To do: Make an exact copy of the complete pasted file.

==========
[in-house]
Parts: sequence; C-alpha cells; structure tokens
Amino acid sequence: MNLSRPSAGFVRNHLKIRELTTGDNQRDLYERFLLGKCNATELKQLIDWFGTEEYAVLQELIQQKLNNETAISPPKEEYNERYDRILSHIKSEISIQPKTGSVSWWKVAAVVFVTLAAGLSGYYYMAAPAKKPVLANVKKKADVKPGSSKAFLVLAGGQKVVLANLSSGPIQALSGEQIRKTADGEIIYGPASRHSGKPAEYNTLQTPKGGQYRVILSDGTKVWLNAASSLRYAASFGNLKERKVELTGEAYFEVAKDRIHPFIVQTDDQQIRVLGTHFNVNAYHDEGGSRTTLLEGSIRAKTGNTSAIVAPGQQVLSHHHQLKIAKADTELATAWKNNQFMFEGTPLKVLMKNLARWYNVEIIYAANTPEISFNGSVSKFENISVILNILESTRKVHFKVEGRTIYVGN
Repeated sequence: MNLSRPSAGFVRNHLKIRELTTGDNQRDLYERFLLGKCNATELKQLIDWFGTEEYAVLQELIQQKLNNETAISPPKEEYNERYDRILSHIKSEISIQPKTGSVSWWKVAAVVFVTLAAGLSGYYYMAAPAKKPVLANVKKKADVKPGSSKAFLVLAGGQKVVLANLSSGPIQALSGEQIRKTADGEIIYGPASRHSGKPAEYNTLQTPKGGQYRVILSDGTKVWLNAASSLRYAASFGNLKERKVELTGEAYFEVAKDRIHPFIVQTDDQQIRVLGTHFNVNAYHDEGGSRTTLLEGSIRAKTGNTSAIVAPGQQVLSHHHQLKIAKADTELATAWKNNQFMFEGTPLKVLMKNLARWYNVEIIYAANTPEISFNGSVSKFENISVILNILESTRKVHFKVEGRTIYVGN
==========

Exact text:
[in-house]
Parts: sequence; C-alpha cells; structure tokens
Amino acid sequence: MNLSRPSAGFVRNHLKIRELTTGDNQRDLYERFLLGKCNATELKQLIDWFGTEEYAVLQELIQQKLNNETAISPPKEEYNERYDRILSHIKSEISIQPKTGSVSWWKVAAVVFVTLAAGLSGYYYMAAPAKKPVLANVKKKADVKPGSSKAFLVLAGGQKVVLANLSSGPIQALSGEQIRKTADGEIIYGPASRHSGKPAEYNTLQTPKGGQYRVILSDGTKVWLNAASSLRYAASFGNLKERKVELTGEAYFEVAKDRIHPFIVQTDDQQIRVLGTHFNVNAYHDEGGSRTTLLEGSIRAKTGNTSAIVAPGQQVLSHHHQLKIAKADTELATAWKNNQFMFEGTPLKVLMKNLARWYNVEIIYAANTPEISFNGSVSKFENISVILNILESTRKVHFKVEGRTIYVGN
Repeated sequence: MNLSRPSAGFVRNHLKIRELTTGDNQRDLYERFLLGKCNATELKQLIDWFGTEEYAVLQELIQQKLNNETAISPPKEEYNERYDRILSHIKSEISIQPKTGSVSWWKVAAVVFVTLAAGLSGYYYMAAPAKKPVLANVKKKADVKPGSSKAFLVLAGGQKVVLANLSSGPIQALSGEQIRKTADGEIIYGPASRHSGKPAEYNTLQTPKGGQYRVILSDGTKVWLNAASSLRYAASFGNLKERKVELTGEAYFEVAKDRIHPFIVQTDDQQIRVLGTHFNVNAYHDEGGSRTTLLEGSIRAKTGNTSAIVAPGQQVLSHHHQLKIAKADTELATAWKNNQFMFEGTPLKVLMKNLARWYNVEIIYAANTPEISFNGSVSKFENISVILNILESTRKVHFKVEGRTIYVGN